In 2010 the Fish & Wildlife Service invited the advisory panel for Torreya taxifolia to consider launching an assisted migration "pilot project" as a component of the recovery plan update. That project was voted down (list of participants, p. 22). The two Torreya Guardians included in the panel's deliberations were the only commenters to vote "yes." Thus, while the vote could not limit Torreya Guardians from continuing northward plantings, it seems to have halted the agency and the institutional implementers from even beginning to experiment these past eight years with using the simple, inexpensive, and legal tool that Torreya Guardians regularly employs to recover Florida Torreya: "assisted migration".

Note: Two law review articles (2015 and 2017) posit that the Endangered Species Act and regulations (unamended) already allow officials to move ahead with "assisted migration" with no need for modification.

Part 2: Comments on Proposed Regulations
from the perspective of endangered PLANTS recovery
and focusing on "glacial relict" species, e.g. Torreya taxifolia

2A."Foreseeable Future" (section 424.11)

My experience in moving Florida Torreya northward is that, for any plant listed as threatened or endangered and that is deemed by paleobotanists to be a "glacial relict", the phrase "foreseeable future" is not an issue. This is because a "glacial relict," by definition, already had to cope in place with 6,000 years of post-glacial warming (from the peak cold spell 18,000 years ago to the beginning of Holocene climate stability 12,000 years ago). A glacial relict has been unable to disperse poleward on its own from its "glacial refugium." If it is stressed now, then "foreseeable future" is a moot point. "Assisted migration" poleward needs to be the core management tool right now for working toward full recovery and delisting. (For Torreya taxifolia, severe problems with reproduction in its Florida range manifested in the 1950s, while horticultural plantings in northward states are still doing well.)

2B. Critical Habitat - Designation of Unoccupied Areas (section 424.12)

Torreya State Park was established in the 1930s. It embraces the core territory of its namesake, Florida Torreya. No "critical habitat" designation was therefore necessary for this plant when it was listed in 1984 — especially because Torreya habitat that extends north and also south of the park were acquired by The Nature Conservancy. As well, private landowners near the park that have wild Torreyas on their properties have been so enthusiastic about helping this species that they voted down a proposed recovery action in 2010 to authorize a "pilot project" of "assisted migration" northward. Understandably, they were not willing to let go of their own stewardship hopes so that better-placed (northward) landowners could join the effort.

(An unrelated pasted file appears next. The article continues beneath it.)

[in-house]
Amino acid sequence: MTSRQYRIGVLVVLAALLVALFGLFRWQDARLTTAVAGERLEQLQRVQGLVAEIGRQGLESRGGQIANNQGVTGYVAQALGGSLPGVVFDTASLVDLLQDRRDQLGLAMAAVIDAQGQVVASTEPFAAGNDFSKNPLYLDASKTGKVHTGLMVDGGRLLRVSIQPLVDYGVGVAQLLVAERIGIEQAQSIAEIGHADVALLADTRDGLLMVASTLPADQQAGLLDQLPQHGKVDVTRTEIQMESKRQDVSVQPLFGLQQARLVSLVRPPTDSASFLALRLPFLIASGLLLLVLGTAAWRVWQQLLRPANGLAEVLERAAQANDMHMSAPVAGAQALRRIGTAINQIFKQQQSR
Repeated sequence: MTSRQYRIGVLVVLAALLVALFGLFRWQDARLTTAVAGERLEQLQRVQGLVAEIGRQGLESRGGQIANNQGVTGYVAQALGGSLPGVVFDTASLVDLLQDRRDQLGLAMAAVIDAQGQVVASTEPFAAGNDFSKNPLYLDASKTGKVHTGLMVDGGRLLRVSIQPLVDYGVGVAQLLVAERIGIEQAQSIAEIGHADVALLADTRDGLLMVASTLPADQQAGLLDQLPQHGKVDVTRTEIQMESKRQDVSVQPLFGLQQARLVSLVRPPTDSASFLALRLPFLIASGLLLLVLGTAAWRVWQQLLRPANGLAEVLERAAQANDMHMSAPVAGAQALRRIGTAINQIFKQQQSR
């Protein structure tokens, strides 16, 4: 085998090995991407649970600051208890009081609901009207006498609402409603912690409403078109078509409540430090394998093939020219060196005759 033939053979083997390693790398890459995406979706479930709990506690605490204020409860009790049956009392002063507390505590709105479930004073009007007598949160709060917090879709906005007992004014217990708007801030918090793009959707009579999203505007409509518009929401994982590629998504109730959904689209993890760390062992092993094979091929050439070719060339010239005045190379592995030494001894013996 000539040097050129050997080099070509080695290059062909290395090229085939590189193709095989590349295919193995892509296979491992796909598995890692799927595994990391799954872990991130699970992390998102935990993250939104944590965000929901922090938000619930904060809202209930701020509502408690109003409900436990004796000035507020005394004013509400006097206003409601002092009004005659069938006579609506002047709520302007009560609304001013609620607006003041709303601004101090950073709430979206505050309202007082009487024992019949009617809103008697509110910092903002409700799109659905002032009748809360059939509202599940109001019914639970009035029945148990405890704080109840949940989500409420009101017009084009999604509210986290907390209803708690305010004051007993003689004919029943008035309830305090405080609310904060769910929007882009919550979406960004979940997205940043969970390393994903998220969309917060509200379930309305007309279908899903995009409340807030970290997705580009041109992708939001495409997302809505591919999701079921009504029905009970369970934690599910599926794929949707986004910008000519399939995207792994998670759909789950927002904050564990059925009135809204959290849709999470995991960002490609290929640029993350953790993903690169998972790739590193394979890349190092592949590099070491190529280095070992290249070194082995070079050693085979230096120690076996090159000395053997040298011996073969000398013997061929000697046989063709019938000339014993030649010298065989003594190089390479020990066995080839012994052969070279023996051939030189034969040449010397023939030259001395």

Landowner enthusiasm (and the fact that, unlike animals, rooted life forms stay put) serve to minimize government–private conflicts for plants. Indeed, if endangered plant species were capable of dispersing beyond existing habitat, they likely would not have been listed in the first place. They would have tracked climate change and other deteriorating landscape factors on their own.

Our experience with Torreya is that, the less bureaucracy the better. Our volunteer landowners are thrilled to host the species, especially since they know that their efforts may contribute not only to full recovery but that their monitoring and suggestions could enhance management in the future: honing best practices for where and how to plant seeds and ways to ongoingly encourage species success. If these volunteers were required to accept "critical habitat" designation as part of the deal, I'm not sure that all would agree. Ideally, local and regional land conservancies will some day take the lead in recruiting volunteer planters and documenting results, while offering conservation easements as a possibility, too. Easements would ensure that plantings would be maintained when the property is sold. Note: Our Torreya planter in northern Michigan not only planted seeds within her conservation easement; she wrote the forest plan for the property.

2C. "Known distribution of a species" (section 424.12)

All endangered plants (not just "glacial relicts") would likely benefit in this century of rapid climate change if the "known distribution of a species" were interpreted in a more expansive way. To begin, consider that the Endangered Species Act was intentionally written in a way that offered a great deal of freedom for individuals to host an endangered plant on their properties far beyond the plant's native range. It made no sense for the Act to require arboretums and estates to remove a species from their grounds upon its listing as endangered.

Indeed, the nearly century-old Torreya groves at the Biltmore Gardens (Asheville NC) and Harbison House (Highlands NC) do more than produce genetically valuable seeds. These groves are scientifically precious for what they teach us about Torreya's (a) cold-hardiness, (b) ability to thrive within different types of forest settings; (c) reproductive strategies (we were the first to document that both male and female branches may be found on the same specimen), and (d) many other aspects of natural history.

RECOMMENDATION: A new regulation should require that plant listings and recovery plan updates must include an additional category of "known distribution": horticultural settings. This approach could bypass the contentious issue of "foreseeable future." The controversy over "assisted migration" would be substantially lessened as well. Simply, at which horticultural locations is the species healthiest right now? Why is it thriving there — perhaps even better than in its range in the wild? Experimental plantings in wild or semi-wild settings beyond the current native range could then, over time, clarify preferred habitats and plant associations, ultimately leading to population expansion and thus delisting.